“Maashe, shemon khaiya daiya kichhu na thaakteo pare. Aamaader eto masher income jana jay na. Aamaago din choilye gelo…aamraa toh maach kankra kheye eto ki bojhaar ki aachhe. Aamaar thobaar moton poisha aachhe? Pet cholbe na poisha thobo?” (It is tough to calculate our monthly earnings. Sometimes we may have nothing left by the end of the month. We are thankful if we have enough for the day. The idea is to feed the stomach, not save money.)
Women fishers are by and large an invisible entity, especially in terms of government policy. There is very little understanding of the role that women play in fisheries, particularly when it comes to making allocations in the planning process.
This is because the fisheries sector is typically seen as male dominated. The focus is and has always been on fishing. The emphasis, particularly in the early decades after Independence, was on increasing fish production, modernisation of the fishing fleet and motorization. Therefore, there’s a clear bias towards production and the role that women have played has not been very prominent or recognised at all.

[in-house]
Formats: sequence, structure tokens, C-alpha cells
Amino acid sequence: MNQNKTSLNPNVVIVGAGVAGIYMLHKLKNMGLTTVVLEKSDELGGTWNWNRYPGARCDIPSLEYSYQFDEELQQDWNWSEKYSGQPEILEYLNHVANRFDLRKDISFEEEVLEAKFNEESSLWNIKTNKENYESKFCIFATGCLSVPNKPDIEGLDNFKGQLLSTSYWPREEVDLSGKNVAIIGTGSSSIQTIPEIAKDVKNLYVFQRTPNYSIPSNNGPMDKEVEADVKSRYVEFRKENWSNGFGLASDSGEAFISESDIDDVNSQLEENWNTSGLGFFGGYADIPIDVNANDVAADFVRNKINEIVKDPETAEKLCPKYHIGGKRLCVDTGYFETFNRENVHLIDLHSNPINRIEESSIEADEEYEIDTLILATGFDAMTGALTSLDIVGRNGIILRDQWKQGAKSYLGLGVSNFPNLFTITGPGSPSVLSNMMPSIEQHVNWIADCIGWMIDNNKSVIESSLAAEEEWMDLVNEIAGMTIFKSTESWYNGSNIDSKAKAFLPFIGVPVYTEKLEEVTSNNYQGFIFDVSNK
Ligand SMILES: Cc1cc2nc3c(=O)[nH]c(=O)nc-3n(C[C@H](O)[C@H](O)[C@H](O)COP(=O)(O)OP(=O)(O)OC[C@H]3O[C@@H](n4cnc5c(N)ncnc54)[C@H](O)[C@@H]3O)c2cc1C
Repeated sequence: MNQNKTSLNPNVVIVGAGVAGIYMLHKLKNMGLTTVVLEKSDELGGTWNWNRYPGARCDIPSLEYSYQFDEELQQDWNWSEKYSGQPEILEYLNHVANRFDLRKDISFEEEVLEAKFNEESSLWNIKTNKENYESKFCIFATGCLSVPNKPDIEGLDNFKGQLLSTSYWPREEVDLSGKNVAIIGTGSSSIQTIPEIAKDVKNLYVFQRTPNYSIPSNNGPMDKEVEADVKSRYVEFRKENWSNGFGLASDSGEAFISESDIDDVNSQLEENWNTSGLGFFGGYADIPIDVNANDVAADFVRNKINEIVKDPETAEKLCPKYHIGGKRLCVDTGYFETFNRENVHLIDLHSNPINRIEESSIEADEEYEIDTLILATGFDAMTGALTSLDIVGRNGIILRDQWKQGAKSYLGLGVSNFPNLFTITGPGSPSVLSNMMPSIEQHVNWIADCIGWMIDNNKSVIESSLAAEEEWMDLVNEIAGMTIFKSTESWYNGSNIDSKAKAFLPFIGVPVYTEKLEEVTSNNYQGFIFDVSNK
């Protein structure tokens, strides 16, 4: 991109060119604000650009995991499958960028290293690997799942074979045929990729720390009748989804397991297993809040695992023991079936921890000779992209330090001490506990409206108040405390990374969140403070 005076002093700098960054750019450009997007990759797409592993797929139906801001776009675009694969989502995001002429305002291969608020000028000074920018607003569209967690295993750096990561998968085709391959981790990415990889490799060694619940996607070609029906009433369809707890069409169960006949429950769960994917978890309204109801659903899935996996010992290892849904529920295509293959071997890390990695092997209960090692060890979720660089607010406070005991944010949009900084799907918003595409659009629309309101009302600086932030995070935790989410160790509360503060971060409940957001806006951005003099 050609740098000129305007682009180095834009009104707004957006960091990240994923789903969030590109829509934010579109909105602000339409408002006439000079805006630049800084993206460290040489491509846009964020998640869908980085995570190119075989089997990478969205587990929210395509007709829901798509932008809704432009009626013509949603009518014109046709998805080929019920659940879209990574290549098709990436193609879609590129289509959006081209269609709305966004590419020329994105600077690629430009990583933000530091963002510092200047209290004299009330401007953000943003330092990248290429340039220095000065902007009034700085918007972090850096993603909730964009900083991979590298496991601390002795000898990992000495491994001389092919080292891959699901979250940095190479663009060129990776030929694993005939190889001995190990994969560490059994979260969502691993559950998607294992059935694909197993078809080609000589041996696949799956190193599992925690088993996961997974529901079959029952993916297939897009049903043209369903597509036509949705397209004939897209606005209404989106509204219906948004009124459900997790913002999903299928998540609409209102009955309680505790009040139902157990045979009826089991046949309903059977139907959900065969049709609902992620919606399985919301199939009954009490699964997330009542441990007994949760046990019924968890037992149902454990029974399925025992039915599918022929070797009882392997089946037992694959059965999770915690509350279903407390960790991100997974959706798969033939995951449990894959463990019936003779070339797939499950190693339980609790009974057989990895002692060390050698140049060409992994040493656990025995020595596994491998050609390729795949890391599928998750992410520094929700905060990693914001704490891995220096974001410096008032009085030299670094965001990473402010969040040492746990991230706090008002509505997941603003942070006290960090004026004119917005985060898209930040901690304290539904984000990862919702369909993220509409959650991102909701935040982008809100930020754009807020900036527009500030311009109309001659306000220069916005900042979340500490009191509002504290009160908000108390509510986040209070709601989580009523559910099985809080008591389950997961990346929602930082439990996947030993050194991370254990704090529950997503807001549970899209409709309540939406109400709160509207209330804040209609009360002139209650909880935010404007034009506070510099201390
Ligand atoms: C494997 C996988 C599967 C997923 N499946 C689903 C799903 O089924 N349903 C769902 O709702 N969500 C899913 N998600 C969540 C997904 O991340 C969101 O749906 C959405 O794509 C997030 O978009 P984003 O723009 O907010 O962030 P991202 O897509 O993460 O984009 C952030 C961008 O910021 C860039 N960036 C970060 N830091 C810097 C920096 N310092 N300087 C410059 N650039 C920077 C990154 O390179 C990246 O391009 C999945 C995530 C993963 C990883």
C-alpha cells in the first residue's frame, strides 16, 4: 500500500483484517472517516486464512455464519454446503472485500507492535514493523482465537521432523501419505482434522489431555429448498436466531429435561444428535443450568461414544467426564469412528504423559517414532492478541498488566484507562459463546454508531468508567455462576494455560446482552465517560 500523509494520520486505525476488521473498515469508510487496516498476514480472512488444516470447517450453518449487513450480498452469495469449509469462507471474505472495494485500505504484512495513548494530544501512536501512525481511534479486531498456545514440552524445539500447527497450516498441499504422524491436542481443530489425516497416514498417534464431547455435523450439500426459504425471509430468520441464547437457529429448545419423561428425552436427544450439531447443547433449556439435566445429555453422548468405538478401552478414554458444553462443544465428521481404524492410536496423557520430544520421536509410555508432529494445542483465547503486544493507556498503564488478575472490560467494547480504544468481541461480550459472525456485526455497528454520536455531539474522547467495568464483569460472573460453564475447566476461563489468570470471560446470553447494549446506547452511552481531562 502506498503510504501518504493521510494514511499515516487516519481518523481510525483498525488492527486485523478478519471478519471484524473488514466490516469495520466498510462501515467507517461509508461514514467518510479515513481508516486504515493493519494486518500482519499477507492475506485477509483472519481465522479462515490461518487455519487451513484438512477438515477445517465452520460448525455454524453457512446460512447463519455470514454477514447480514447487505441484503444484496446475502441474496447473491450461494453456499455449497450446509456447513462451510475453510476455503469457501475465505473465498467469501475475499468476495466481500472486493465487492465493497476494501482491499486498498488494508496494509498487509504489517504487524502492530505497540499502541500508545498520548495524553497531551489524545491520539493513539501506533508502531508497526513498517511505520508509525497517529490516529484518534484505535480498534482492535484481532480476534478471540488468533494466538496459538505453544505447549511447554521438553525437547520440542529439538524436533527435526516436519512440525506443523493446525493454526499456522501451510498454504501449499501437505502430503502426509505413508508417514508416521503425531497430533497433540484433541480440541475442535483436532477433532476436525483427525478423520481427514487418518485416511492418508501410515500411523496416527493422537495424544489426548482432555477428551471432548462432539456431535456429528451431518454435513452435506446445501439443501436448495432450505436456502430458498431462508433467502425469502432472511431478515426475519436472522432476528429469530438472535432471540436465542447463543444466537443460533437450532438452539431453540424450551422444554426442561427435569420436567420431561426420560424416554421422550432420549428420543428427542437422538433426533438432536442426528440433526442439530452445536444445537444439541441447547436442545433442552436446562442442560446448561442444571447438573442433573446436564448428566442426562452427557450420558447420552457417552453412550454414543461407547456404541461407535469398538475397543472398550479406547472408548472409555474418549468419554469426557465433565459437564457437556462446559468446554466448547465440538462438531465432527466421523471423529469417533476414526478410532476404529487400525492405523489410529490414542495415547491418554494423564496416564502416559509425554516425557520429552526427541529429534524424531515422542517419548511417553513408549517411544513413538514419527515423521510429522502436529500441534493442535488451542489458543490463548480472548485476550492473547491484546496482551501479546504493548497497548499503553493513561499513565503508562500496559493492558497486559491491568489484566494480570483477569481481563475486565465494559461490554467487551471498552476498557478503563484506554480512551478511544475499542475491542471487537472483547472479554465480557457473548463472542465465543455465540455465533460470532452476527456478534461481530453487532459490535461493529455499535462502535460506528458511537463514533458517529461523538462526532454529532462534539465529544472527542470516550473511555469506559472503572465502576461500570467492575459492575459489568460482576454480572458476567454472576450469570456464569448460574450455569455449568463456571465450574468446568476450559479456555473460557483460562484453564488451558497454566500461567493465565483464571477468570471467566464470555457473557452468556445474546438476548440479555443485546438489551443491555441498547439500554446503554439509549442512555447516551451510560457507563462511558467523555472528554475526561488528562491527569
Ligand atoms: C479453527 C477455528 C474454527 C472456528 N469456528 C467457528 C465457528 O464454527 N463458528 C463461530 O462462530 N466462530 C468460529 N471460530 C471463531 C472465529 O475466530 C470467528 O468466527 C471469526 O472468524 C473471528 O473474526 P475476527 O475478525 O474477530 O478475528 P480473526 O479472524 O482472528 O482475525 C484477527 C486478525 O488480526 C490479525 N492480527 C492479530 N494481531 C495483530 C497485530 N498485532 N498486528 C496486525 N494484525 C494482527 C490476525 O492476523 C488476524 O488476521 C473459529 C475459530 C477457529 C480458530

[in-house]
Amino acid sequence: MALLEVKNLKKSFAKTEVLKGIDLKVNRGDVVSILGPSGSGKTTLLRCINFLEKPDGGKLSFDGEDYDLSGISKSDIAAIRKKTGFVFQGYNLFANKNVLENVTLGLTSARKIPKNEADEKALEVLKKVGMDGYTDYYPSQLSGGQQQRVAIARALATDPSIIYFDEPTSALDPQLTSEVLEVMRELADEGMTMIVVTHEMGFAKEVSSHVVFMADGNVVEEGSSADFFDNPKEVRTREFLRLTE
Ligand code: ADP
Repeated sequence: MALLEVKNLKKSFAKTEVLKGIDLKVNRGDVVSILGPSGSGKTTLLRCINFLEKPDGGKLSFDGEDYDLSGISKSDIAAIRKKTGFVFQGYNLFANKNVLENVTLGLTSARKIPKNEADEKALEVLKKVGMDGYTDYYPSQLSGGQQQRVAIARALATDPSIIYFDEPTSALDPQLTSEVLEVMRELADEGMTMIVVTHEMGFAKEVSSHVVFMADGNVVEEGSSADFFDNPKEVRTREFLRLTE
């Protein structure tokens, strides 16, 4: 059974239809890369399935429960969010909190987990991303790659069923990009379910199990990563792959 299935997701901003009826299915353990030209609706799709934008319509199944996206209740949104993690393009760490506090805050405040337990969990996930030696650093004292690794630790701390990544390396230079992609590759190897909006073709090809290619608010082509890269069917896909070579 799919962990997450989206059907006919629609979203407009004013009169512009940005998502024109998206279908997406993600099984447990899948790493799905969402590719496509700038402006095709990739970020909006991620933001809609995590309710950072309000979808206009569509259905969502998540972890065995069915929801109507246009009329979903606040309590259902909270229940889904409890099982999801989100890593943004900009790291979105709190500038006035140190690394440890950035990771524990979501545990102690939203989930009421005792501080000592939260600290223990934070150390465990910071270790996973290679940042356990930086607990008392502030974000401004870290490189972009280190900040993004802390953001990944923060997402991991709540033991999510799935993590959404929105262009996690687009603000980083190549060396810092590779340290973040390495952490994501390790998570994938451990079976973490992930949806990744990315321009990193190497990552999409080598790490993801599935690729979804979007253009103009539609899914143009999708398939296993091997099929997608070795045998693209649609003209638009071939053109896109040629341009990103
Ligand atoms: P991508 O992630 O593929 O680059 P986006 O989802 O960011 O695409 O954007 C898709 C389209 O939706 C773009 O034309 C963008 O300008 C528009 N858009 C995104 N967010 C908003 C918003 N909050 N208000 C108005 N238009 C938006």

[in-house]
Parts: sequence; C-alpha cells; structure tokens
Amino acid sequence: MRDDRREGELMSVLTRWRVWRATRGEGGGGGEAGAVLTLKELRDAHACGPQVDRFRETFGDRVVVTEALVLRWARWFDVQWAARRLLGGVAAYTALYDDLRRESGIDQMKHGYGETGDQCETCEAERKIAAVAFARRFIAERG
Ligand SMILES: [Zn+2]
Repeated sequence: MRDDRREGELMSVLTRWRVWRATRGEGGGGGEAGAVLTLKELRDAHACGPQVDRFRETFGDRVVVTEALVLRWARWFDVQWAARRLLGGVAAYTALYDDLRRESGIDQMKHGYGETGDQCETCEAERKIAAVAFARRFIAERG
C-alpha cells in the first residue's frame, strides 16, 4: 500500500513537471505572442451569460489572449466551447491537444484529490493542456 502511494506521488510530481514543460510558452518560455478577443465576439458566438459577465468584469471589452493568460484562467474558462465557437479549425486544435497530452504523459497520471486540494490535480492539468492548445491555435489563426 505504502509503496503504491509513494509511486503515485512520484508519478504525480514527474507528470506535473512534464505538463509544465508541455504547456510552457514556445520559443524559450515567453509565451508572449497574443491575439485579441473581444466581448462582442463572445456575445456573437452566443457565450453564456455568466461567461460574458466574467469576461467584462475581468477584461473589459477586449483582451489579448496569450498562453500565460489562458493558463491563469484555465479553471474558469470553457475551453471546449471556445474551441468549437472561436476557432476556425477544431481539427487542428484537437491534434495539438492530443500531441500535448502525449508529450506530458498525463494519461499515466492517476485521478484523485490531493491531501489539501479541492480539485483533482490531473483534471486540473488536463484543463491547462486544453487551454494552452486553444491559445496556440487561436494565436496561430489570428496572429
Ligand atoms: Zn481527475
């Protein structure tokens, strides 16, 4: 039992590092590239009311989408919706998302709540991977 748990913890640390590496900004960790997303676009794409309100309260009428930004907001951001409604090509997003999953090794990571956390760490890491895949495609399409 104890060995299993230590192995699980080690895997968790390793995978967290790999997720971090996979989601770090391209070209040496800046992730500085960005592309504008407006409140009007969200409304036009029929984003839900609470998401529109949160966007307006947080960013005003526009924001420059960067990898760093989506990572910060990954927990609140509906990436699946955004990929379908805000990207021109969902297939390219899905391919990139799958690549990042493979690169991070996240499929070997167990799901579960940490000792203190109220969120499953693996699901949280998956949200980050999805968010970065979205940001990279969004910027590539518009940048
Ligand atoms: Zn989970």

According to the Handbook of Fisheries Statistics, 2014, Ministry of Agriculture, Government of India, there are an estimated 35304 full-time fishers in Odisha. Of these, 7973 are women.
According to Debika Sahoo, a development consultant and gender specialist, and someone who has been working with fisher communities in the coastal areas of Odisha, there is very little assistance forthcoming from the government. She says, “In Kendrapara, Kharnasi village, the women are mostly involved with catching crabs and small fish. This can be hazardous to health. To give you an example, if one were to go to any village in Kendrapara, most of the women have injuries to their hands and legs. There is no technical up-gradation to catch crabs, or for that matter, even fish. So for the last 30 years, fishing practices have not changed, their traditional way continues. No support has been given to them.”